May 2, 2013 by mattwilcoxen
Book 5 of De Trinitate is the first part of what appears to be a distinct section constituted by books 5-7. We might say that Augustine’s concern in books 1-4 has been with the holy faith and the creedal scriptures. He has been engaged in laying out before us the faith of the church, and in proving it from scripture. As he moves into books 5-7 he will analyze the language which we use in articulating our faith in the Trinity, and the metaphysical implications this language does or does not have.
The prologue to book 5 is especially important for understanding how Augustine approaches the terms that we use in Trinitarian theology. He says:
“From now on I will be attempting to say things that cannot altogether be said as they are thought by a man–or at least as they are thought by me. In any case, when we think about God the trinity we are aware that our thoughts are quite inadequate to their object, and incapable of grasping him as he is”.
This does not mean that Augustine is a skeptic or altogether agnostic about the quest to understand God. In fact, he thinks the desire is good, and beneficial if the right path is followed. The path to be followed is that of avoiding materialistic conceptions of God. We must always read the divine economy in light of God’s aseity, eternality, immutability, and simplicity. If we do this, we may not be able to grasp what God is like, he says, but we will at least be able to guard our minds against saying anything about God that is not true.
The first real issue of speech about God that Augustine takes up here has to do with the language of “substance” or “being”. He reiterates his conviction that “being” is something that belongs most properly to God because God does not change. The Arian heretics used this principle too, apparently, and argued that it entails that everything we predicate of God must be predicated of God’s substance. This is so because any talk about a God that does not change is talk about God’s most essential being. This would mean, the Arians said, that when we refer to the “Father” and “Son” that we are therefore referring to two different substances. In other words, the Father and the Son are not equal. Augustine easily demolishes this argument by showing how many verses in scripture, if read this way, would entail exactly what the principle is designed to deny–the co-equality of the Father and the Son.
Normally, if we do not mean our predicate term in reference to a thing’s substance, we mean it in reference to some sort of “modification” of a substance. However, neither option will work for Father and Son (or Spirit), since one would entail denying the equality of substance and the other would entail attributing change to God. Instead, when we refer to “Father” and “Son” we are speaking “relation-wise”. One is defined in relation to the other, but the relation just is eternally.
To this the Arians would make another objection, arguing that while such logic might work for “Father” and “Son”, it would never suffice for terms like “unbegotten” and “begotten”. These two terms, the Arians think, clearly refer to substance, indicating that the substance of the Father and Son are fundamentally different. Not so, Augustine says. He argues that the meaning of negative terms like “unbegotten” do not actually affirm anything substance-wise. In fact, they are denials of a relation. And the term “begotten” is essentially equivalent to “Son”. So that we can logically translate these two terms to “not Son” and “Son”. This means that the Arians do not have an argument that holds.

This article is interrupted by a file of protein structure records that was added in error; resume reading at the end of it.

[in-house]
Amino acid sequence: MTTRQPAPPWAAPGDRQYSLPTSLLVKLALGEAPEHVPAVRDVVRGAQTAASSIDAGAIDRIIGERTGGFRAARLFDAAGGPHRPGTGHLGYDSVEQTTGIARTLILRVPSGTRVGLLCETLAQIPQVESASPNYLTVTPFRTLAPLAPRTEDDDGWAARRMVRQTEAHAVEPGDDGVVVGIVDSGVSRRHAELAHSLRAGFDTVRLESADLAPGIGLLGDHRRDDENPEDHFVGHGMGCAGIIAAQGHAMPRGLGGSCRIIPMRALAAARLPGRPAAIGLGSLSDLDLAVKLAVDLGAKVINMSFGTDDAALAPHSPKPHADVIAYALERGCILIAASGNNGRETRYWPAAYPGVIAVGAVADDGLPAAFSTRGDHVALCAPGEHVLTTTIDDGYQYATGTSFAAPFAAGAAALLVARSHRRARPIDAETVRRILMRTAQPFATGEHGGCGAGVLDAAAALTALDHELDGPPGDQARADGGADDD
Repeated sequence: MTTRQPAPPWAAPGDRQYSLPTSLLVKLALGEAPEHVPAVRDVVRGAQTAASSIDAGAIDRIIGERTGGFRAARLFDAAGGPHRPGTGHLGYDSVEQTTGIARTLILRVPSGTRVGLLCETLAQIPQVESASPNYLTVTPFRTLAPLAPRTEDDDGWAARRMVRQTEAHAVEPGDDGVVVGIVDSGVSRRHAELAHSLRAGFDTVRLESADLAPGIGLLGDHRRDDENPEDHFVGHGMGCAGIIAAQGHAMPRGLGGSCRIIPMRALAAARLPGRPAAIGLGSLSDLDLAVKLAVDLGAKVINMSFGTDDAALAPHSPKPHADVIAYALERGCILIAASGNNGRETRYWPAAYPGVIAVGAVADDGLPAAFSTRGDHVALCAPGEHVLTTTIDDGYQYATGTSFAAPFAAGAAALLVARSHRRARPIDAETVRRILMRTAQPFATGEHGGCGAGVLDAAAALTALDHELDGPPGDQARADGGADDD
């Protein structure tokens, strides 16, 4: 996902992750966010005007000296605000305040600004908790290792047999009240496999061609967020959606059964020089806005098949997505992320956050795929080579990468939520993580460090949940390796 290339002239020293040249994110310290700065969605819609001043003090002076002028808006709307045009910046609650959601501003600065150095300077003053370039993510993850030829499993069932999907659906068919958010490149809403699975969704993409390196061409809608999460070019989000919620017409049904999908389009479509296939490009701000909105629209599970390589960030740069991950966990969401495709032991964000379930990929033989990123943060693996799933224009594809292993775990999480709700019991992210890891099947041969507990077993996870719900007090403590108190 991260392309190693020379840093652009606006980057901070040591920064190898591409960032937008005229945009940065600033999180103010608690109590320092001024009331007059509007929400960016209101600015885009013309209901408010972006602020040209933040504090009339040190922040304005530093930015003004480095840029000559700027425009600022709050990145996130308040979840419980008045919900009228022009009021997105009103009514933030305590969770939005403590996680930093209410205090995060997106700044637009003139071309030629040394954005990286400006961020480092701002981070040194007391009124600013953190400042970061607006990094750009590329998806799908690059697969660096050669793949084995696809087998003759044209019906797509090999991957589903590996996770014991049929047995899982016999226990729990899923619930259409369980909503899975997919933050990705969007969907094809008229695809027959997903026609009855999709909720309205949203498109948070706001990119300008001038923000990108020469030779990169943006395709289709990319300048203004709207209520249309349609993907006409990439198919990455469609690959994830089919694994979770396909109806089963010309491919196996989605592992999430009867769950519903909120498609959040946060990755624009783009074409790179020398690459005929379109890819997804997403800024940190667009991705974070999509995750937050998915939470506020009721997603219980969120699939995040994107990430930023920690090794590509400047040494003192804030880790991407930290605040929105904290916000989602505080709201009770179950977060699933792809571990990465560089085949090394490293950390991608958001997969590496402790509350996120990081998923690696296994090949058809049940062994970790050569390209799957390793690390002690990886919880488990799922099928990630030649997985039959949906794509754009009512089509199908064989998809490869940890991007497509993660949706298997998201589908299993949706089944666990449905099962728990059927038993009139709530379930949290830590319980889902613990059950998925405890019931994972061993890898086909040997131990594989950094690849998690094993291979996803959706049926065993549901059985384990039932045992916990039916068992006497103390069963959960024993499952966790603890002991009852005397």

So Augustine says that there are “substance-wise” statements and “relation-wise” statements. Substance-wise statements must be said “three times over about each of the three”, whereas relation-wise statements refer only to one of the three. Substance wise statements are said to refer to the one divine “ousia”, whereas relation-wise statements are said of the three “persons”. Augustine goes out of his way that there is nothing inherently referential about “person” language, but that we need some term and this one, correctly understood, will do.
The relation-wise terms are pretty easy to spot–“Father” and “Son” being the prime examples. But we can get tripped up when it comes to the Holy Spirit. It seems that “Holy Spirit” could easily be a title for the Father or the Son, since God is Spirit and “holy” is a predicate that applies in other places substance-wise. Augustine finds another term for the third person: “gift”. There are also some tricky cases: “origin” can refer to the Father as the begetter, or it can refer to the Trinity as the creator of all that exists. This means that in addition to “substance-wise” and “relation-wise” statements, there are also statements that refer to creation’s relation to God, but imply no change in God or in God’s eternal self-relating. Another example of this is “Lord”. Augustine closes by drawing out an implications of this last concept: changes in our language in relation to God (e.g. when he becomes our Lord) are changes in our epistemological status, but not at all changes in God.